Interplanetary travel is possible, but likely to be quite expensive. However Stross speculates that the more important point behind planetary travel will not be the "how", but the "why" of it. Stross quotes Bruce Sterling:
I'll believe in people settling Mars at about the same time I see people settling the Gobi Desert. The Gobi Desert is about a thousand times as hospitable as Mars and five hundred times cheaper and easier to reach. Nobody ever writes "Gobi Desert Opera" because, well, it's just kind of plonkingly obvious that there's no good reason to go there and live. It's ugly, it's inhospitable and there's no way to make it pay. Mars is just the same, really. We just romanticize it because it's so hard to reach.He largely poo-poos arguments like manifest destiny and making man immortal among the stars. Honestly, I don't think these are concepts we can just hand-wave away. Stross dismisses them because he can't see people investing in endeavors they can never personally benefit from. I disagree. For centuries people have done things, like the global explorers of centuries past or the environmentalists of today, which benefit them little but benefit coming generations greatly. I've heard that the Japanese have 100 year mortgages in some areas. Mortgages that they take knowing they will never be able to repay. I don't think Stross understands human nature as well as he thinks he does.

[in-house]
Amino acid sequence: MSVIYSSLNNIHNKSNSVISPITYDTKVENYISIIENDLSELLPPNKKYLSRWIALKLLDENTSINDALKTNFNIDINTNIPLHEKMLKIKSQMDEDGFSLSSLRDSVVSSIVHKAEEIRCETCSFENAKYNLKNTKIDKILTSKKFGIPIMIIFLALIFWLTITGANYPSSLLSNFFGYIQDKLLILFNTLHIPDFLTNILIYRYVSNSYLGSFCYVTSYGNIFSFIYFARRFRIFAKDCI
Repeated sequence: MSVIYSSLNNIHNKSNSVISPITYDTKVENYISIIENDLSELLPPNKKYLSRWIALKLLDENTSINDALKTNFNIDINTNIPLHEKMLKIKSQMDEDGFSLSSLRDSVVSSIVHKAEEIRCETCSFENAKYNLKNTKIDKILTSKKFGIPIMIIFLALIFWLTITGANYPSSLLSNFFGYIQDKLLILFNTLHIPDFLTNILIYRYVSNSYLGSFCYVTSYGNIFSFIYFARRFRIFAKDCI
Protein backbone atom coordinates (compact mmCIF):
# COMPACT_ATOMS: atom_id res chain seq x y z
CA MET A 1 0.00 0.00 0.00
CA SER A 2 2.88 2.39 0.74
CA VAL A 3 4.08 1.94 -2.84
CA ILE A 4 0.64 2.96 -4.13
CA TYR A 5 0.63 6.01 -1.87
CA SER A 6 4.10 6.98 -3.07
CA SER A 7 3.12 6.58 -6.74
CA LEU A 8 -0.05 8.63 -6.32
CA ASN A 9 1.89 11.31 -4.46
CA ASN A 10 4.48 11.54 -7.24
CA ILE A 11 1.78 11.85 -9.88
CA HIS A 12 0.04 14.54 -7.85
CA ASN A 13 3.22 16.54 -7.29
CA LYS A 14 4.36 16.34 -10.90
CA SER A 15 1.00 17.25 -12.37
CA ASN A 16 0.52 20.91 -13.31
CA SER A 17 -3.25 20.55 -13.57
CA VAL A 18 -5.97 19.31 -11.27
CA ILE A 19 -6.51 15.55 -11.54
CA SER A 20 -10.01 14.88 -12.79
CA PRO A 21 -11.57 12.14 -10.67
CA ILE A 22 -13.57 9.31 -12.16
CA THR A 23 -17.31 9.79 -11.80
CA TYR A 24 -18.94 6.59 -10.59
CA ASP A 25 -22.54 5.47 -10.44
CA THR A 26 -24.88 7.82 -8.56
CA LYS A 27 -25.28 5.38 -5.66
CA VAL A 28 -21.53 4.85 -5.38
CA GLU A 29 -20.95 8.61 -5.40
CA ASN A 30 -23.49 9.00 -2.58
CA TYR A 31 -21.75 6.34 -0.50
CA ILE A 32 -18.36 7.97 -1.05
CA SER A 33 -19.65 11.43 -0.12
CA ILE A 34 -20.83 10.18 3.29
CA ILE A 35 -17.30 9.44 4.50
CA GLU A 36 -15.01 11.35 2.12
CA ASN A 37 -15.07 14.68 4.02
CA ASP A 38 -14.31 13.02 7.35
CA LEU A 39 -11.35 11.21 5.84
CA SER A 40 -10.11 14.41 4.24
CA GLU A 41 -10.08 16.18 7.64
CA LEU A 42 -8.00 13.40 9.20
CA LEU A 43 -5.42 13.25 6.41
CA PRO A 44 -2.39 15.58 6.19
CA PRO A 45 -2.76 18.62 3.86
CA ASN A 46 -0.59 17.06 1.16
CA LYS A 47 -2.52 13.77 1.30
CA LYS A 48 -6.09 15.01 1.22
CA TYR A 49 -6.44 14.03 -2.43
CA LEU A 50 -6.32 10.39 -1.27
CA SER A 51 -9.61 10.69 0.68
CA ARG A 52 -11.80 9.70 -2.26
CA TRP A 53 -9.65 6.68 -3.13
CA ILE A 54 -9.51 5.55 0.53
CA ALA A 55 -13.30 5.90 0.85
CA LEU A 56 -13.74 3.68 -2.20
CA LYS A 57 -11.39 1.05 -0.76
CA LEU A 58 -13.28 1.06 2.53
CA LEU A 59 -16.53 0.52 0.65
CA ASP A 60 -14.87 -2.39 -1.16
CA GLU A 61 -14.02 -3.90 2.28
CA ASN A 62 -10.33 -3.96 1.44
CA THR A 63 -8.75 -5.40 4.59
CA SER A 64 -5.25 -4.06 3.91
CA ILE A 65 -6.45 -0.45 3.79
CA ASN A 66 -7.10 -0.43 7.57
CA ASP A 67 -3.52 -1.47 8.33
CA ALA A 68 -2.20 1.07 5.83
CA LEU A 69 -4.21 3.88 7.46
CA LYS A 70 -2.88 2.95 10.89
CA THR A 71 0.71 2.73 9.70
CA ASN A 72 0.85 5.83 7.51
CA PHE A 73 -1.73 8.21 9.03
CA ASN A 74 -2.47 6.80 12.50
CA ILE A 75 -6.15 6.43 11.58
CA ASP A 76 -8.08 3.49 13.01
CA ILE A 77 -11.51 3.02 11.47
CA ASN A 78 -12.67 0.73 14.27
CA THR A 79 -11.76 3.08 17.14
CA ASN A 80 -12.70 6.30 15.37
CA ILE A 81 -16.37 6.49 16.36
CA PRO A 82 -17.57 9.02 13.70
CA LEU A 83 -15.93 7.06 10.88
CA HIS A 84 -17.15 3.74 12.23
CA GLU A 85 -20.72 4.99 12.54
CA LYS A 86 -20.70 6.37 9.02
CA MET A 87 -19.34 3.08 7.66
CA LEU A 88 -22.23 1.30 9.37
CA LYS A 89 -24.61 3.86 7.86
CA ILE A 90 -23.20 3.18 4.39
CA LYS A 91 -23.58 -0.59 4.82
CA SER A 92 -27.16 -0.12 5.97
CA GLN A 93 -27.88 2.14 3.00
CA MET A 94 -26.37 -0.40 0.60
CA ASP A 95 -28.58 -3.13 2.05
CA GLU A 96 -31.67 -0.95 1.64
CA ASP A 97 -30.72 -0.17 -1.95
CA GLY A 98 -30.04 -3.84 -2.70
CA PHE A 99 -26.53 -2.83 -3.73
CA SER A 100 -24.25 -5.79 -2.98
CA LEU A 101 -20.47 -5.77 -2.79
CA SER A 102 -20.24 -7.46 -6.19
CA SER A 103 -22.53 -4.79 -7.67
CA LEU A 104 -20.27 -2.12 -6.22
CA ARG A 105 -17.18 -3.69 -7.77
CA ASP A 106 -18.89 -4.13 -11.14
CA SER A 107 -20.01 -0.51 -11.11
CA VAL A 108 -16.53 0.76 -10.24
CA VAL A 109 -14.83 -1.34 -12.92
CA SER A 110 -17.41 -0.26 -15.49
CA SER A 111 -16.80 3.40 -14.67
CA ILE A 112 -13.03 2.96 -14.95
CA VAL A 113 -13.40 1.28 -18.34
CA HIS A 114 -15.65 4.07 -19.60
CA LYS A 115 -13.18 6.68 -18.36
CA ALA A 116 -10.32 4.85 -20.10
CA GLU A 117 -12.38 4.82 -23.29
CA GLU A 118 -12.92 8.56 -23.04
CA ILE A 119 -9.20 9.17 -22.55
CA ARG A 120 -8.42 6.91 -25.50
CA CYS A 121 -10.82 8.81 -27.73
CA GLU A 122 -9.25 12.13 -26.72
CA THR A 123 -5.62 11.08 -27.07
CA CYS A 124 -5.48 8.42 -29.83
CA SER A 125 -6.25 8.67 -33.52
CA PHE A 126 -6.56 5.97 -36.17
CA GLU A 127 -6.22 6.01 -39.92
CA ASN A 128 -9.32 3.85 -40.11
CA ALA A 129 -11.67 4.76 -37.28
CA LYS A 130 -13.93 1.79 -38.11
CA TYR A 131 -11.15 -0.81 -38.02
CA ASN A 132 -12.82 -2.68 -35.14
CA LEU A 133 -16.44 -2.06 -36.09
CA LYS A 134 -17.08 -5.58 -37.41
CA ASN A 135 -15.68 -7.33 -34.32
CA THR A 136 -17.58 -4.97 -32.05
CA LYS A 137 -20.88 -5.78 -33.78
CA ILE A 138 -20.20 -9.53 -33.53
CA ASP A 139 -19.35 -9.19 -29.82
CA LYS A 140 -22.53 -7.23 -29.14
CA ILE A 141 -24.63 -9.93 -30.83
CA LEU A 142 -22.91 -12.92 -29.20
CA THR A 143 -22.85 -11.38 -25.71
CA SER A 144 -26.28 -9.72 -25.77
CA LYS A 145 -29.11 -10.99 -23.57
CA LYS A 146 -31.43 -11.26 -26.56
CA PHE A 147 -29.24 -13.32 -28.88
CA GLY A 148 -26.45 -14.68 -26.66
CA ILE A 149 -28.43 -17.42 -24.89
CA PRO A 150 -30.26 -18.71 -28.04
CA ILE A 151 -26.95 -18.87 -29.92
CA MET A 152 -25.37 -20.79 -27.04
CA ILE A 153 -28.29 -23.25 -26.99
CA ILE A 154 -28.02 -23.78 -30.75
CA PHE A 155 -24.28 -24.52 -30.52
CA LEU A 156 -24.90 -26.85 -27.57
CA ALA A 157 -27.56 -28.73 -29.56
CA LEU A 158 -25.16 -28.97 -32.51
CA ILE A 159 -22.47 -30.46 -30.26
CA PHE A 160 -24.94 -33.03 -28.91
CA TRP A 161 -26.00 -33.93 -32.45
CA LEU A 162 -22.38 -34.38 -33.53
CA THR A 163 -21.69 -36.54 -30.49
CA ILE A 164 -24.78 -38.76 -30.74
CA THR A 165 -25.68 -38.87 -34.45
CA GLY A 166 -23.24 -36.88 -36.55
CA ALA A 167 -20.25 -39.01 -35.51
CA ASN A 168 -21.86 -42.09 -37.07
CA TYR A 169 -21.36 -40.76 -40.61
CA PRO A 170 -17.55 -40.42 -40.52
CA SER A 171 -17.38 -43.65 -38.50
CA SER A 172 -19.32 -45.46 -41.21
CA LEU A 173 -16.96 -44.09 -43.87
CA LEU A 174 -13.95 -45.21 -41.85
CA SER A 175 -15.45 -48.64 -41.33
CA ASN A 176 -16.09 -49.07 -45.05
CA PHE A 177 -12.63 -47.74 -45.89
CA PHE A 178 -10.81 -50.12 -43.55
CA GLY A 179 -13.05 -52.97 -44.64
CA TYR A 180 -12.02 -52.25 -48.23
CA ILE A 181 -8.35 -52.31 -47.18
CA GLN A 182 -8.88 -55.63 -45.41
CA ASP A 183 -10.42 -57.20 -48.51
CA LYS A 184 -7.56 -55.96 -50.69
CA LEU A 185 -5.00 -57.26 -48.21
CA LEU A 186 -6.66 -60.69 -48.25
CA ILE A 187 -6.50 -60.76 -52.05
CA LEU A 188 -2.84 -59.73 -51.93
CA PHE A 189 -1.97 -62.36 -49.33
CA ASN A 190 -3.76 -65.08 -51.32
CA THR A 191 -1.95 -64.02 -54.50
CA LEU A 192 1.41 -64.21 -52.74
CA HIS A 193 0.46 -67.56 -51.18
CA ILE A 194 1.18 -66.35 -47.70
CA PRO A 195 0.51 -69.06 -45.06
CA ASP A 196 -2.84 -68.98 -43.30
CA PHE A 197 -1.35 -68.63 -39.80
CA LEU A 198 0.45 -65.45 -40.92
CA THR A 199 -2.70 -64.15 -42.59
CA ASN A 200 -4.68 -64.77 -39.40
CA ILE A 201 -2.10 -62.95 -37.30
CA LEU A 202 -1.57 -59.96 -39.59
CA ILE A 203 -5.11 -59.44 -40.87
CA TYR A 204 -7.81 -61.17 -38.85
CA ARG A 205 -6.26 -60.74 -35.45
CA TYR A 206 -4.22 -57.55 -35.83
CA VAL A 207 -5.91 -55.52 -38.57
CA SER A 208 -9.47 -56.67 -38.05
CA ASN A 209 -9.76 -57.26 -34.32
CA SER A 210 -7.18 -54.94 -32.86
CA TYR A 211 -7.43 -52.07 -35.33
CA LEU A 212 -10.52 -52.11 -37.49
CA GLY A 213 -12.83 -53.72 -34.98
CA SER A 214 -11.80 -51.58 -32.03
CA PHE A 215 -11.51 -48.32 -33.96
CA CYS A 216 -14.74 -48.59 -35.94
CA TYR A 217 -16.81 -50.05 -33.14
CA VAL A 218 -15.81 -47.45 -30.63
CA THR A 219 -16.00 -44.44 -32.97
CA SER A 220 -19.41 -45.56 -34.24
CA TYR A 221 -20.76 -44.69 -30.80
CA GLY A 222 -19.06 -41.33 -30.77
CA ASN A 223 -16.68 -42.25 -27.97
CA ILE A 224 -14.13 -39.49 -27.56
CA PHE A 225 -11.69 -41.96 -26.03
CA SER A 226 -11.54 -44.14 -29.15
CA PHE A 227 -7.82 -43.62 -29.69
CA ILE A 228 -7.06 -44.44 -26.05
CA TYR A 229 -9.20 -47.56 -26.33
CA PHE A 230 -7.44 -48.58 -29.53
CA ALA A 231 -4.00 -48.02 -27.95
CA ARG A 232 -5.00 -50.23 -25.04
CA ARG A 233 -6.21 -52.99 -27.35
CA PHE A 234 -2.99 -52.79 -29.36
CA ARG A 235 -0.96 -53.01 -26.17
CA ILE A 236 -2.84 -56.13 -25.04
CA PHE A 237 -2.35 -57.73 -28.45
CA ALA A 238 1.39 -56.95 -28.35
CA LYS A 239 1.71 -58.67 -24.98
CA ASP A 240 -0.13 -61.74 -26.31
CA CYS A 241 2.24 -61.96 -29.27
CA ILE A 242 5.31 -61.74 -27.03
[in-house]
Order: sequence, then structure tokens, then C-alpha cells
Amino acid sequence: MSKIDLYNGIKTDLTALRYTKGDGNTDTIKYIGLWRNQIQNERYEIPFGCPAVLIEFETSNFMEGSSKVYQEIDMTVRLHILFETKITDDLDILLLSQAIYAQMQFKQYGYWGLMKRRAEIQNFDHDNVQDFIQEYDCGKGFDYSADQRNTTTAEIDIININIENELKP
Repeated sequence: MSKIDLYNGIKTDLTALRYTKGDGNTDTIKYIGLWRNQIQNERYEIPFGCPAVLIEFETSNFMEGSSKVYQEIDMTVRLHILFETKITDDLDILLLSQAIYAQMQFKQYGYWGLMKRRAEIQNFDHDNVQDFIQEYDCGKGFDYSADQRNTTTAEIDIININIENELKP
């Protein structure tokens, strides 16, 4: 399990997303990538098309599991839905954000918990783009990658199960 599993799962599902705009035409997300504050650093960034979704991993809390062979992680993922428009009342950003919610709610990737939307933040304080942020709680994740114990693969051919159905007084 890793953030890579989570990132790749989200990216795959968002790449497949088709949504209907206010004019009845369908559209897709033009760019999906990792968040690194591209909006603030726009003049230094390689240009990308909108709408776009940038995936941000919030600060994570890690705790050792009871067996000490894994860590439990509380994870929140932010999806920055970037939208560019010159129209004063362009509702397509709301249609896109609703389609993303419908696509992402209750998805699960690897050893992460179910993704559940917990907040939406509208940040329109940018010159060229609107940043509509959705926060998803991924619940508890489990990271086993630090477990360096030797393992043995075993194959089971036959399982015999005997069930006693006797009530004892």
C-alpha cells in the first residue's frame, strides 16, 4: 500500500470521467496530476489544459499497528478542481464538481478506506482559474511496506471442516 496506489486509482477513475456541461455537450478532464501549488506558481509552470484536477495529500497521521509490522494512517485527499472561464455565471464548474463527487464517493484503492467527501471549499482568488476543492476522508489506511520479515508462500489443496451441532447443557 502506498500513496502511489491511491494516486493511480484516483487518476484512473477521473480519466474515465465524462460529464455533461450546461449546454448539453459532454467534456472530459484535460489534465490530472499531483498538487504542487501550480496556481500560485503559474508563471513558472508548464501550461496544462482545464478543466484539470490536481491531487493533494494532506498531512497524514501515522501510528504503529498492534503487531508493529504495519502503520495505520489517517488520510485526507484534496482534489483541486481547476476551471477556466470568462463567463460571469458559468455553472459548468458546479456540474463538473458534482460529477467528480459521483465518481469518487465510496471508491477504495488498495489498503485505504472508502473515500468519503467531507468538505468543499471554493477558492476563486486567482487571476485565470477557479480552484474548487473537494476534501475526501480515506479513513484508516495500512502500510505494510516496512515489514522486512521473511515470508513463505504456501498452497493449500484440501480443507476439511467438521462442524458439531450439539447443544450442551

I can foresee a future where the Earth may be vulnerable to a mass cataclysm. For the first time ever, we have cheap and easy global travel and communications. This means that diseases can spread incredibly fast, potentially faster than we can react. It also means that ideas can spread incredibly fast and, as the world grows smaller, ideological diversity may shrink as well. This means that the entire world may be open to a social cataclysm similar to the coming demographic collapse of Europe. Given that kind of situation, interplanetary colonization might be a good idea.